Church of England sells Vedanta shares over Orissa human rights
In a major victory for human rights campaigners, the Church of England on Friday sold off its shares, worth 3.75 million pounds, in the Indian-owned mining company Vedanta Resources, saying it was "not satisfied" with the company's human rights records in Orissa.world Updated: Feb 06, 2010 15:22 IST
In a major victory for human rights campaigners, the Church of England on Friday sold off its shares, worth 3.75 million pounds, in the Indian-owned mining company Vedanta Resources, saying it was "not satisfied" with the company's human rights records in Orissa.
"After six months of engagement, we are not satisfied that Vedanta has shown, or is likely in future to show, the level of respect for human rights and local communities that we expect of companies in whom the Church investing bodies hold shares," said John Reynolds, chairman of the church's Ethical Investment Advisory Group.
"We respect the Indian democratic system. Our concern is that a company registered and listed in the UK should conform to the established environmental, social and governance norms expected in the London market - or at least reassure its shareholders that it is committed to the journey," Reynolds said.
A Church of England spokesman said two Church establishments held shares in the FTSE 100-listed company - the Church Commissioners held about 3.25 million pounds while the Church of England Pensions Board had shares worth half a million pounds.
Stephen Corry, director of the nongovernment organisation Survival International, said "The Church's unprecedented and very welcome decision sends a strong signal to companies that trample on tribal peoples' rights: we will not bankroll your abuses. Anybody who has shares in Vedanta should sell them today if they care about human rights."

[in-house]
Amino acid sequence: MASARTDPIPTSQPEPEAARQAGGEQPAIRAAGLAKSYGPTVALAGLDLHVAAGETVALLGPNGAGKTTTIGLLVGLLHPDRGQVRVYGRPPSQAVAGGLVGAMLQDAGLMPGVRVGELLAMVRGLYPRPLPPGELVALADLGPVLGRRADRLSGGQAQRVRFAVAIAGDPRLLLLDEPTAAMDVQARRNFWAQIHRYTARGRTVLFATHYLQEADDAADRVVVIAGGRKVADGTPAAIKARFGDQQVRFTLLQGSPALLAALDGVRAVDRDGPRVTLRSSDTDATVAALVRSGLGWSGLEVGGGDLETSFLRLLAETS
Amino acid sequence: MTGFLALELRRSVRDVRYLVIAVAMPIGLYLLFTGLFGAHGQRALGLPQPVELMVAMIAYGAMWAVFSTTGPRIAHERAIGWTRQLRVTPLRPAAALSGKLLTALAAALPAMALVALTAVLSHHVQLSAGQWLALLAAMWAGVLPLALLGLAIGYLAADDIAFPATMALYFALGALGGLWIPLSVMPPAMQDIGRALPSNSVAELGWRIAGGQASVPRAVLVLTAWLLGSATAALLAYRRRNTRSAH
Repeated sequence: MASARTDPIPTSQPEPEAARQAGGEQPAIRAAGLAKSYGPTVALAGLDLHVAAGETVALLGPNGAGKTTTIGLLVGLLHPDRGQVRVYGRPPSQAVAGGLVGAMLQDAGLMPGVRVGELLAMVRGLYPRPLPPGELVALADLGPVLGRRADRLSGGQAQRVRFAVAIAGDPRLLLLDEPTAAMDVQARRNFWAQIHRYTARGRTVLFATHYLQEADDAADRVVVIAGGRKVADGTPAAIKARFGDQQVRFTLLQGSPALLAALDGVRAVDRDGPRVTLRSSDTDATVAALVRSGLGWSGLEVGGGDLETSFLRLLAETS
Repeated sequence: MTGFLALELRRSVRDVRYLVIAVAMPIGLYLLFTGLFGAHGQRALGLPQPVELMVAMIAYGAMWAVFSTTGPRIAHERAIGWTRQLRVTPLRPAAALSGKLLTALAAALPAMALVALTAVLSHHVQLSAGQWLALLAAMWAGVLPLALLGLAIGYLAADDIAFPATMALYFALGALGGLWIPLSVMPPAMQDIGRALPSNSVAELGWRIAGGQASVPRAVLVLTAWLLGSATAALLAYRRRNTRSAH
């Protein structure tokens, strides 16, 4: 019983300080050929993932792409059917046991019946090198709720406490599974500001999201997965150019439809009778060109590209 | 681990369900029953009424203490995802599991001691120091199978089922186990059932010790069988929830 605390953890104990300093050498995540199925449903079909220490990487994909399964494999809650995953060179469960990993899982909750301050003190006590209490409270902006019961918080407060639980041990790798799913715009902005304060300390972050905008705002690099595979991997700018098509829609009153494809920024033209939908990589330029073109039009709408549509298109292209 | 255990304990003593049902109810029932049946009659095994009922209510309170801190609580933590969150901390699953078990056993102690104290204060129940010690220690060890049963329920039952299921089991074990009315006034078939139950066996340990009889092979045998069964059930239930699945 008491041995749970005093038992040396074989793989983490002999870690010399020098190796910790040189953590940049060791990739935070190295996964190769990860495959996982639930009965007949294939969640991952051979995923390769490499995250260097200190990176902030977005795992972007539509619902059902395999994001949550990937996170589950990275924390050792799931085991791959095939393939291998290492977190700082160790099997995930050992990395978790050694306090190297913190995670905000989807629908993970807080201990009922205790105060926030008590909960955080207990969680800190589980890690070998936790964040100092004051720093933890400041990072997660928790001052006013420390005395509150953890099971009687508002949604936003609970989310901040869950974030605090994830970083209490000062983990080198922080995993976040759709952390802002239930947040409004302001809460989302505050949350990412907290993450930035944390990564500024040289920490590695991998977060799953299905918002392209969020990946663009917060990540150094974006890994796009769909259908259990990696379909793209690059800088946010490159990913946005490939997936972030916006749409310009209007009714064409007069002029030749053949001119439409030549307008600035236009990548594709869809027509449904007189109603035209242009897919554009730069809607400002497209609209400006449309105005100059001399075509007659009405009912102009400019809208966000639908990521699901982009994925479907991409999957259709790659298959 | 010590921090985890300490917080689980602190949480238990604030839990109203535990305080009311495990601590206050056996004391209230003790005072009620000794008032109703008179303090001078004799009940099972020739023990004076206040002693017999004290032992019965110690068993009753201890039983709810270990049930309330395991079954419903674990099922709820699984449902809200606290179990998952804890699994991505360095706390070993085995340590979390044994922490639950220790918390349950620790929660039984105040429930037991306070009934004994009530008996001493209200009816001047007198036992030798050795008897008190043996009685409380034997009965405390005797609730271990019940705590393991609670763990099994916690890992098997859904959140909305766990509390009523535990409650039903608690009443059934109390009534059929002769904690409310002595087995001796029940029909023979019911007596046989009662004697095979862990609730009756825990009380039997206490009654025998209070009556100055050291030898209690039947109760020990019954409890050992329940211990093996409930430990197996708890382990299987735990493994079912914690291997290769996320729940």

Survival accuses Vedanta, owned by the Indian-origin billionaire Anil Agarwal, of flouting the human and cultural rights of tribals at two locations in Orissa - an alumina refinery in Lanjigarh and a planned bauxite mine in the Niyamgiri hills.
The Dongria Kondh tribe considers Nyamgiri to be a sacred mountain.
Vedanta said in a statement it was "disappointed" by the decision.
"We are disappointed by the Church of England's decision to sell their holding in Vedanta. Vedanta remains fully committed to pursuing its investments in a responsible manner, respecting the environment and human rights," the company said.
"We work with a number of NGOs and with the authorities in India, the world's largest democracy, ensuring all our projects are conducted in compliance with the law and international best practice. We will continue to engage closely with the Church of England to address the concerns they have raised," it added.
Last year Vedanta was publicly rebuked by the British government for failing to respect the human rights of the Dongria Kondh, saying "a change in the company's behaviour" was "essential".
The Norwegian government sold its $13 million stake in Vedanta in 2007, while Martin Currie Investments sold their 2.3 million pound stake last year, and BP's pension fund reduced its holdings due to "concerns about the way the company operates".
Survival said it is continuing to lobby other shareholders, including the Rowntree Foundation, a British charity.